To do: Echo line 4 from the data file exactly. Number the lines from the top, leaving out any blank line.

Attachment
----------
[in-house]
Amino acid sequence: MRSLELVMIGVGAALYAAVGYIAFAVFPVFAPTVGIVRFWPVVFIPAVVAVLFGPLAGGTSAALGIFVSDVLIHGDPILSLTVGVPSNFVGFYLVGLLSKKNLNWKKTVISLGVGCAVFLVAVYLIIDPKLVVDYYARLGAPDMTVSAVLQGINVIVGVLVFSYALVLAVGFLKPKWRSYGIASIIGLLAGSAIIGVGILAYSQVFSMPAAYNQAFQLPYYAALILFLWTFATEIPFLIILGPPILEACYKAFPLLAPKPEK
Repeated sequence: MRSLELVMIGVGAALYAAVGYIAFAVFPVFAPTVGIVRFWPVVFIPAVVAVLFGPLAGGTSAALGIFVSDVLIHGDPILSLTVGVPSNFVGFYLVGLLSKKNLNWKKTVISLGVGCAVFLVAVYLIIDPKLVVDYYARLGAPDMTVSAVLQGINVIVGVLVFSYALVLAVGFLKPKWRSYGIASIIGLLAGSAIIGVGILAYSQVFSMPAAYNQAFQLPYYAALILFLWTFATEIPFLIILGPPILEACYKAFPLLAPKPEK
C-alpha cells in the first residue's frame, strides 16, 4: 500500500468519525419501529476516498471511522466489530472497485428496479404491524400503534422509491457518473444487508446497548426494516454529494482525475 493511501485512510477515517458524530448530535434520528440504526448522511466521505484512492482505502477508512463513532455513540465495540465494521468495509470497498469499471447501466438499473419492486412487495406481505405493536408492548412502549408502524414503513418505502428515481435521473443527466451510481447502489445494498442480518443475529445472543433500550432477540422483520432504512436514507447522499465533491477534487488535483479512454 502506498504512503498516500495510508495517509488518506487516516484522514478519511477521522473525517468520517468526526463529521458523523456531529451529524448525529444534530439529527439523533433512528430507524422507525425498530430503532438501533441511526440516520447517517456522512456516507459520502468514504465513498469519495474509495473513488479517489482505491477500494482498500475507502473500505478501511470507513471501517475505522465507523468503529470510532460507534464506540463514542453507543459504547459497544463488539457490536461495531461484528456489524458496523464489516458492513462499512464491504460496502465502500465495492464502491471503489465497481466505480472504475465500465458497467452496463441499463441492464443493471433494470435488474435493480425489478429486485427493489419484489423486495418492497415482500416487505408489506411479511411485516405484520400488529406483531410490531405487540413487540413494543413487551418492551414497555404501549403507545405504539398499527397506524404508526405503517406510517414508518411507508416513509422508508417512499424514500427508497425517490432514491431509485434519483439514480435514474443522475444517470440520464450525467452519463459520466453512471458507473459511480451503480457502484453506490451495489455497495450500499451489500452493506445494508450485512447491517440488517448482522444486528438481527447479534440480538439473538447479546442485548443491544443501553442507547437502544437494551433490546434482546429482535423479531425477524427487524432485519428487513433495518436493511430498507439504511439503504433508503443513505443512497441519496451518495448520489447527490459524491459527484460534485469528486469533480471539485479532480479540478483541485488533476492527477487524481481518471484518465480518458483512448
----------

C-alpha cells in the first residue's frame, strides 16, 4: 500500500468519525419501529476516498471511522466489530472497485428496479404491524400503534422509491457518473444487508446497548426494516454529494482525475 493511501485512510477515517458524530448530535434520528440504526448522511466521505484512492482505502477508512463513532455513540465495540465494521468495509470497498469499471447501466438499473419492486412487495406481505405493536408492548412502549408502524414503513418505502428515481435521473443527466451510481447502489445494498442480518443475529445472543433500550432477540422483520432504512436514507447522499465533491477534487488535483479512454 502506498504512503498516500495510508495517509488518506487516516484522514478519511477521522473525517468520517468526526463529521458523523456531529451529524448525529444534530439529527439523533433512528430507524422507525425498530430503532438501533441511526440516520447517517456522512456516507459520502468514504465513498469519495474509495473513488479517489482505491477500494482498500475507502473500505478501511470507513471501517475505522465507523468503529470510532460507534464506540463514542453507543459504547459497544463488539457490536461495531461484528456489524458496523464489516458492513462499512464491504460496502465502500465495492464502491471503489465497481466505480472504475465500465458497467452496463441499463441492464443493471433494470435488474435493480425489478429486485427493489419484489423486495418492497415482500416487505408489506411479511411485516405484520400488529406483531410490531405487540413487540413494543413487551418492551414497555404501549403507545405504539398499527397506524404508526405503517406510517414508518411507508416513509422508508417512499424514500427508497425517490432514491431509485434519483439514480435514474443522475444517470440520464450525467452519463459520466453512471458507473459511480451503480457502484453506490451495489455497495450500499451489500452493506445494508450485512447491517440488517448482522444486528438481527447479534440480538439473538447479546442485548443491544443501553442507547437502544437494551433490546434482546429482535423479531425477524427487524432485519428487513433495518436493511430498507439504511439503504433508503443513505443512497441519496451518495448520489447527490459524491459527484460534485469528486469533480471539485479532480479540478483541485488533476492527477487524481481518471484518465480518458483512448